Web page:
Tuesday, September 19, 2006


Before the Chase, there was the Chase for Coverage.

As part of its intensive and extensive New York City-based pre-New Hampshire media blitz, NASCAR arranged for the 10 drivers to do satellite television interviews in key markets. I attended the session for Valley of the Sun journalists, hosted by Tami Nealy of Phoenix International Raceway, in a downtown sports bar. Local media interest ahead of the Nov. 12 Checker Auto Parts 500k was positive (TV, radio and print reporters attended) as Kasey Kahne (on screen), Jimmie Johnson, Dale Earnhardt Jr. and Jeff Burton were made available for 15 minutes each. Here are some things I noticed:

1. Only Burton wore a sponsor-logo shirt. (Team Cingular. Matt Kenseth wasn't in our group but I noted his DeWalt shirt as he settled-in for one of his sessions. I didn't see the others.) This was especially important since I didn't hear any of the drivers mention their sponsors. To repeat the point I made last week: Where were the PR people?

Sorry, folks, no excuses. I have typically kept an extra logo shirt nearby; it's not a difficult thing to do. Here's a true story from media day before the 1997 CART race in Portland: Although I usually took the drivers to such events -- instead of just counting on them to show-up -- travel delays forced reigning series champ Jimmy Vasser to head to the track straight from the airport. Alex Zanardi and I were already there, but some coffee had spilled on Zanardi's shirt when I treated him to Starbucks that morning, so he was wearing the backup pullover. I met Vasser at the entrance to a hospitality tent, just across from the paddock, and he was in a non-logo shirt. I offered three options: We could temporarily swap shirts right there; he'd wait in his car until I ran to the transporter to get him a shirt; or he could go get one out of his locker. I'm not saying Jimmy was overly thrilled, but he agreed to No. 3, and I assured the puzzled local journos he'd be back in a few minutes. Jimmy fulfilled his interview obligations in a professional manner and it paid off with visual sponsor ID on that evening's newscasts and in the next morning's Oregonian. Once again, I'm amazed NASCAR team owners and corporate representatives don't insist on higher standards. Or aren't they paying attention?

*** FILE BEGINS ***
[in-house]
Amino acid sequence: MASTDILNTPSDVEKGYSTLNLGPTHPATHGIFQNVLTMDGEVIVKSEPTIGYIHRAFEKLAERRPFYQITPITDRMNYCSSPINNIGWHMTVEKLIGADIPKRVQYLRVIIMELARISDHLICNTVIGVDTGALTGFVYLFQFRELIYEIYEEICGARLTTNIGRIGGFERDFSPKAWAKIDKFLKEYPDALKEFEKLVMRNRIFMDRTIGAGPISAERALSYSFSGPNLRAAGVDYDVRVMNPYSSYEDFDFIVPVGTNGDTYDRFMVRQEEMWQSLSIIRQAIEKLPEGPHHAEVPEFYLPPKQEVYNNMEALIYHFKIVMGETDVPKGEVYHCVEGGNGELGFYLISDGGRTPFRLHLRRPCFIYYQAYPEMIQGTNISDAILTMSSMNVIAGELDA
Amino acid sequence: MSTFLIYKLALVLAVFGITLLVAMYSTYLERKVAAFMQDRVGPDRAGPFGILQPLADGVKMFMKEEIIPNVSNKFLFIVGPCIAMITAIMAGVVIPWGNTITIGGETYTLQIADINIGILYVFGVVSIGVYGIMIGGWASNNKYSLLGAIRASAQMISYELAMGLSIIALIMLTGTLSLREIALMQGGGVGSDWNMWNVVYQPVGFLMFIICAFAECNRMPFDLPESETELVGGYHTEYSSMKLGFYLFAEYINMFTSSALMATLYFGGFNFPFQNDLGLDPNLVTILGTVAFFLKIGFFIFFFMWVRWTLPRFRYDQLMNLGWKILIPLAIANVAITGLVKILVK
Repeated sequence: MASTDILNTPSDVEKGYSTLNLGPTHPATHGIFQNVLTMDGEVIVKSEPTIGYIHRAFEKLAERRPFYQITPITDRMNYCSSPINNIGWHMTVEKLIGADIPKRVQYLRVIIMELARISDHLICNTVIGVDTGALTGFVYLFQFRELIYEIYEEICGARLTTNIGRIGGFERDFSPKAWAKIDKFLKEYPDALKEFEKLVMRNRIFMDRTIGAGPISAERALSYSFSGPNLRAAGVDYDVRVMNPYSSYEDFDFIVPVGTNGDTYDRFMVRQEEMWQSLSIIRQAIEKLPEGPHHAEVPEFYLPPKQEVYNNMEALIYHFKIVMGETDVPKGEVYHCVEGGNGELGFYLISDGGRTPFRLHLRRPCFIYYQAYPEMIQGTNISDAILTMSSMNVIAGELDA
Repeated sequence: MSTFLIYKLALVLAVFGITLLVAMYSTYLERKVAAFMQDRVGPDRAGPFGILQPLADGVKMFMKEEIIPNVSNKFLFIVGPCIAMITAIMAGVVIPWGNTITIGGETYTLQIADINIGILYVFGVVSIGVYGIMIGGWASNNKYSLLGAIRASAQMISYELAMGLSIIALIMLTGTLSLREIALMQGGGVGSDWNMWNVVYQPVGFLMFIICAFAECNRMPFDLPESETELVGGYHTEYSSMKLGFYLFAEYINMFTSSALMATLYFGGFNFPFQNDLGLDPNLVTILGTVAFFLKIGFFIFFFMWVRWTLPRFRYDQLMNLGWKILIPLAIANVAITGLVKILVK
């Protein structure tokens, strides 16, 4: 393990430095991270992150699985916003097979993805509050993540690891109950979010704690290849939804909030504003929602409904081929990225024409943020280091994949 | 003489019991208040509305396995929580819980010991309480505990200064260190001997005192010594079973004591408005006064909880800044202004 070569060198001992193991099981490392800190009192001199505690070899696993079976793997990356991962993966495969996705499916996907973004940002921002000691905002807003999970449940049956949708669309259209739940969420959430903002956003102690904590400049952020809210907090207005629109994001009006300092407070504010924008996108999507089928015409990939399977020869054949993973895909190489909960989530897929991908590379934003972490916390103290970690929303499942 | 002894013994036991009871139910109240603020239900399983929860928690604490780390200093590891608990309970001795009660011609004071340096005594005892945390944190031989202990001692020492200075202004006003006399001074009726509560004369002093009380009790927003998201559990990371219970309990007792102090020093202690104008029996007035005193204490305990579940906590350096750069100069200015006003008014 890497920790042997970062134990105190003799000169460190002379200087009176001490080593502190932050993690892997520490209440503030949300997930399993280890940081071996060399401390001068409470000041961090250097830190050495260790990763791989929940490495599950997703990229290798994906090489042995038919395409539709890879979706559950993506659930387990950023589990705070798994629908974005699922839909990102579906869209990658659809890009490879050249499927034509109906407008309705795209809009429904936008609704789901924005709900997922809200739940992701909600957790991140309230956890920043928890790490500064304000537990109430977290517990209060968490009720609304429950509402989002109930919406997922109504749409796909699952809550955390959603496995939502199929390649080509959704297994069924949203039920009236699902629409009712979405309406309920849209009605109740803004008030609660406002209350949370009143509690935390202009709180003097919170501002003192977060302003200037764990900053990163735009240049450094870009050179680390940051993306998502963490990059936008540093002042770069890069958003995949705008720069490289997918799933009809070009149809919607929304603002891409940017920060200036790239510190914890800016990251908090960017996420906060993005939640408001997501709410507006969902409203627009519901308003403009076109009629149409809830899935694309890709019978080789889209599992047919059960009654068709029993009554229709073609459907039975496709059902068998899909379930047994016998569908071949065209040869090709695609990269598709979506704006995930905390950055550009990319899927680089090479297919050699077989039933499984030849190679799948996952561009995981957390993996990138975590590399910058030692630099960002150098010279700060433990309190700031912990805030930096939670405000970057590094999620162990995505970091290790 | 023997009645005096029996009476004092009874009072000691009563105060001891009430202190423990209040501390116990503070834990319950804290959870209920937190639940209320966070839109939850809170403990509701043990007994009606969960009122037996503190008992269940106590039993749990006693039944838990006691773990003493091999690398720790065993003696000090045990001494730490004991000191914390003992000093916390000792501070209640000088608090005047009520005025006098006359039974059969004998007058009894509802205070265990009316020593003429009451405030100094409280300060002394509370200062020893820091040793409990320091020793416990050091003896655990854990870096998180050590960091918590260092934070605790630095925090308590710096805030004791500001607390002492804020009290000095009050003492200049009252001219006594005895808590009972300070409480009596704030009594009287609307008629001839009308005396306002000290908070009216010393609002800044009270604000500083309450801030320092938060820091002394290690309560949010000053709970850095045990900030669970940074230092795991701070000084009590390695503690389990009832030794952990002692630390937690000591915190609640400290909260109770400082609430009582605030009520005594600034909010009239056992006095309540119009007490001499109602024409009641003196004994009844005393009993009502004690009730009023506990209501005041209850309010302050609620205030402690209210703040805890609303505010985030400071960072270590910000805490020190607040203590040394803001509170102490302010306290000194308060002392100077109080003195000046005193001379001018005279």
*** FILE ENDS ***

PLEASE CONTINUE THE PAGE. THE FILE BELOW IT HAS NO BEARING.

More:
2. Earnhardt Jr. (in a multi-colored striped shirt) and Kahne (wearing a plain pullover) looked tired, and Dale in particular seemed to be weary of what obviously was a long process. Asked his emotions on qualifying for the Nextel Cup runoffs after missing out a season ago, Little E said: "Last year was not too bad. It was kind of my year off . . . I just get out there and drive, man . . . I try not to get emotional about how much it (championship) means, not make it a big deal. I do it (racing) for fun, for enjoyment."

3. Johnson was smooth, as usual (albeit in a white-and-blue striped long-sleeve), and said he had done a commercial for ESPN the previous day. A local radio guy seized the chance and requested that Jimmie guest on his show when he comes to Phoenix. "I have no idea what my schedule is. I just wake-up and they tell me what to do," was Jimmie's reply.

4. Burton was the only one to project energy and enthusiasm through the big screen. Asked how he'd approach the Chase, Jeff was typically candid: "I don't want to overthink this thing." In what surely must have been one of the weirdest questions posed to any driver this year, someone wanted Burton to compare "Cole Trickle, Dick Trickle and Ricky Bobby" as drivers. (!)

5. The drivers were in New York's ESPN Zone and it was distracting as people walked behind them. A Chase backdrop would have been useful. It wouldn't be too difficult to fine-tune that suggestion by designing the banner so the local track's event logo could be added, then swapped out for the next one, as each city took its turn.